COLUMBUS, Ohio – Scientists here have found that mini-molecules called micro-RNA may play a critical role in the progression of chronic myeloid leukemia (CML) from its more treatable chronic phase to a life-threatening phase, called blast crisis.
Furthermore, they discovered an entirely new function for these molecules. The researchers show that microRNAs can sometimes directly control a protein’s function – not just whether or not the protein is made by the cell, as has been believed.
The study, using cells from CML patients in blast crisis, suggests that certain progenitor white blood cells are kept from maturing when levels of one microRNA, called miR-328, fall abnormally low. Immature white cells then build up in the blood and bone marrow, a telltale sign that the patient has entered the therapy-resistant blast-crisis phase.
The findings are being presented at the 2007 annual meeting of the American Society of Hematology (ASH), Dec. 8-11 in Atlanta.
“If verified, our study suggests that altering microRNA levels might represent a potentially new therapeutic strategy for CML patients who do not benefit from effective targeted agents such as imatinib (Gleevec) and dasatinib (Sprycel),” says principal investigator Danilo Perrotti, assistant professor of molecular virology, immunology and medical genetics and a researcher with the Ohio State University Comprehensive Cancer Center.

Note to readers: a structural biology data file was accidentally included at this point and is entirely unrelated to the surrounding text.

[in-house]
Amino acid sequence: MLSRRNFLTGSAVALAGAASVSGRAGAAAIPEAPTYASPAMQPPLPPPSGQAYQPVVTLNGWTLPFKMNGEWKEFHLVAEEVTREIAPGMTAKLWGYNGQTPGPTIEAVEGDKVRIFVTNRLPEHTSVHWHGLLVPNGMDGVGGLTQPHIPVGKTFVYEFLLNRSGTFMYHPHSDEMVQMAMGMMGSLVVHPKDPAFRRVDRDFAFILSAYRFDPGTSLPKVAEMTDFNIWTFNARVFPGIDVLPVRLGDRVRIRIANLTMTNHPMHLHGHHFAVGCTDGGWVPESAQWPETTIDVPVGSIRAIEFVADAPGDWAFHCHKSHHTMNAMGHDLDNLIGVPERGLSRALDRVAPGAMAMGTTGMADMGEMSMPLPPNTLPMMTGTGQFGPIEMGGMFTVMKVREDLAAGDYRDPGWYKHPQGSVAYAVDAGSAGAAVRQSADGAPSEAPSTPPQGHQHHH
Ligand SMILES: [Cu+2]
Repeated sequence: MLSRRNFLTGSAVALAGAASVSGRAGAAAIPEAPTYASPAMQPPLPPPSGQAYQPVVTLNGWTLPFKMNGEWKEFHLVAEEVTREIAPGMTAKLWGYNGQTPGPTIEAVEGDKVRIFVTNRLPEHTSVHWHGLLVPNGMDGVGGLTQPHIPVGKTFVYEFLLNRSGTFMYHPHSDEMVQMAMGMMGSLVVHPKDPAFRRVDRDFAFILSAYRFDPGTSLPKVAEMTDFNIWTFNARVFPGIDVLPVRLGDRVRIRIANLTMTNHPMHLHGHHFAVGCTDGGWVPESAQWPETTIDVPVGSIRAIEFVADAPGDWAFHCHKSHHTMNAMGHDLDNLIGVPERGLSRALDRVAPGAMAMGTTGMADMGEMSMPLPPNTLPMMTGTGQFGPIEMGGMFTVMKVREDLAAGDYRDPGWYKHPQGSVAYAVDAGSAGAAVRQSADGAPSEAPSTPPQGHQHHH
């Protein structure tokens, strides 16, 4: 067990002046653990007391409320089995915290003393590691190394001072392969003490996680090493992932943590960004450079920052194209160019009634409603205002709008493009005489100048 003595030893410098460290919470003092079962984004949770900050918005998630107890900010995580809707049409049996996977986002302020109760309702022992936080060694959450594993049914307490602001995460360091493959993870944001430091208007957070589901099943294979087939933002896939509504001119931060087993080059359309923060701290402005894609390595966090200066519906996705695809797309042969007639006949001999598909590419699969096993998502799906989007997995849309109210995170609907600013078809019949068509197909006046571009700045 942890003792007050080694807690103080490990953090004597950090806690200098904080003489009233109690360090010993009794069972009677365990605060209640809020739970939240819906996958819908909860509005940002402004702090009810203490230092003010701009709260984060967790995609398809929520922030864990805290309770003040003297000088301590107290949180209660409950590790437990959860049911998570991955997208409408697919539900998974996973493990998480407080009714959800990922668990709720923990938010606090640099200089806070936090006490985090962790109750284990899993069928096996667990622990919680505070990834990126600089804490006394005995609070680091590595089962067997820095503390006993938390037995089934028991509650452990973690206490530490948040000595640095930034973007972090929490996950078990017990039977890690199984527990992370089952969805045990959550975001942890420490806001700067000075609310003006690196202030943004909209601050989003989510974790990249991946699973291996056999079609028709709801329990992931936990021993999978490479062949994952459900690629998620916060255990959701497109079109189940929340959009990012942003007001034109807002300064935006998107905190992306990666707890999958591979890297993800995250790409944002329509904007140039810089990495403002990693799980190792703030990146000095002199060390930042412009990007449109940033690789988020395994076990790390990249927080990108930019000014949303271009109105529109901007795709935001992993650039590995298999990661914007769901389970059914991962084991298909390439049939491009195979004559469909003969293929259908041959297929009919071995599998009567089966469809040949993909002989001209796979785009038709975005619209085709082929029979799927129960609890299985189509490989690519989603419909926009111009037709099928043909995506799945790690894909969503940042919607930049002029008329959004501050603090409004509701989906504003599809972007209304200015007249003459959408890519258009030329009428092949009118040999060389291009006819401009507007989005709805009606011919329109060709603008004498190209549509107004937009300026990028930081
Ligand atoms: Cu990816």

“The findings also reveal a new function for microRNAs, which should further our understanding of their role in cancer development and progression, and in normal cells.”
Researchers have known for some time that microRNAs bind to molecules called messenger RNA, which are part of the cell’s protein-making machinery, and in this way help regulate the types and amount of proteins made by cells.
But this study shows for the first time that the microRNA molecules sometimes bind directly with proteins themselves and affect their function.
In this case, a microRNA called miR-328 binds with a protein that, in blast phase CML, prevents immature blood cells from maturing. “We believe that miR-328 acts as a decoy molecule that normally ties up the protein, which enables the white blood cells to mature as they should,” Perrotti says.
During progression from chronic-phase to blast-crisis CML, however, the level of miR-328 falls, allowing the protein to be extremely active. This keeps the progenitor white blood cells from maturing, thus favoring blast-crisis conditions.
“These findings are important because they help us understand the biology of blast-crisis CML, and they may help unravel novel pathways responsible for the initiation and progression of leukemia generally,” Perrotti says.
Funding from the National Cancer Institute, the Department of Defense and the Leukemia and Lymphoma Society supported this research. Perrotti is a Scholar of the Leukemia and Lymphoma Society.
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